Saturday, 26 March 2011

The portable wargame: Another play-tester!

In the midst of dealing with my father-in-law's fall and subsequent stay in hospital, I almost missed reading an email from an old friend and fellow member of Wargame Developments – Nick Huband – about his play-test of THE PORTABLE WARGAME rules. The following part of his email is reproduced with his permission:
'I've been following your chessboard wargames with a great deal of interest, there's a peculiar charm about a game in such a small space, reminiscent of a miniature painting.

Anyway, coming to the point, I dug out a piece of mdf that was 450mm square, sprayed it up and gridded it. Last night I tried out your Frontier/Musket rules with my 1839 Turks & Egyptians using a scenario loosely based on the Battle of Homs in 1832.

The game ran well and the rules were quite clear. One thing that struck me was that combat was very bloody with the cavalry on both sides pretty well wiping each other out early on. Artillery was pretty lethal too. I was wondering whether the introduction of some sort of saving throw might ease this a little. If 5 or 6 was thrown for a unit under fire or a 4, 5 or 6 for a unit in close combat then the unit is not destroyed but is pushed back one square, possibly with a loss in combat power next turn?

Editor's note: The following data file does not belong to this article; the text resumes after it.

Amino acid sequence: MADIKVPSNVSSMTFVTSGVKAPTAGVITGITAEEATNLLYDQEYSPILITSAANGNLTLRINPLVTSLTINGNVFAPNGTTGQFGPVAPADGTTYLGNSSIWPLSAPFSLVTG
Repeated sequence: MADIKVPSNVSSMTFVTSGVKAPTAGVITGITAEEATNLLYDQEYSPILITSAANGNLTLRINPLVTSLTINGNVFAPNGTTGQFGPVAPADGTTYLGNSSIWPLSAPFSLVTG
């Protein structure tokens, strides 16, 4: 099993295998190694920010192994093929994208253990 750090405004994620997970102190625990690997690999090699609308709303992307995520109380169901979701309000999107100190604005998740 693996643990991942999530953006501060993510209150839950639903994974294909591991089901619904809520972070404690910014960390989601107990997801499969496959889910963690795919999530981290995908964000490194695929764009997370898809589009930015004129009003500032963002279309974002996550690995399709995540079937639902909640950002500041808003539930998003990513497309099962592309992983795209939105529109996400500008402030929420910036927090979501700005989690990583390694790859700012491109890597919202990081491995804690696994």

'
Nick has made some interesting observations, and I will give his suggestions some thought, although the ideas I am currently working on will – I think – deal with the problems he has identified.

Besides his email, he also sent me some photographs of his battle, and I have reproduced them below with his permission.

I must admit that the board that he has made does make the whole thing look much more like a wargame, and is very much in keeping with the game's Morschauser 'roots'.

18 comments:

  1. Hi Bob,

    I like the look of the game with the slightly larger units - it has a real 'old school' charm about it.

    All the best,

    DC

    (not typed from a netbook!)

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  2. What a delightful and professional looking game. My hat is off to Nick.

    When I bought a few RCW figures, I thought about a winter setting but baulked at the thought of doing 48 sq ft of winter terrain for a side project. A small RCW portable board done in this manner with patches of snow would be the perfect solution ( albeit not quite as neatly and effectively if past experience is any guide .)

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  3. Glad he's being well looked after (apart from the food!).Don't forget to take care of yourselves too - he'll need your support more than he would like to think when he returns home.

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  4. I like the look of the game board - very nice.

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  5. David Crook,

    Units with more figures do look much nicer, and I am thinking about how I could field six figure Infantry Units for my future games.

    All the best,

    Bob

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  6. Ross Mac,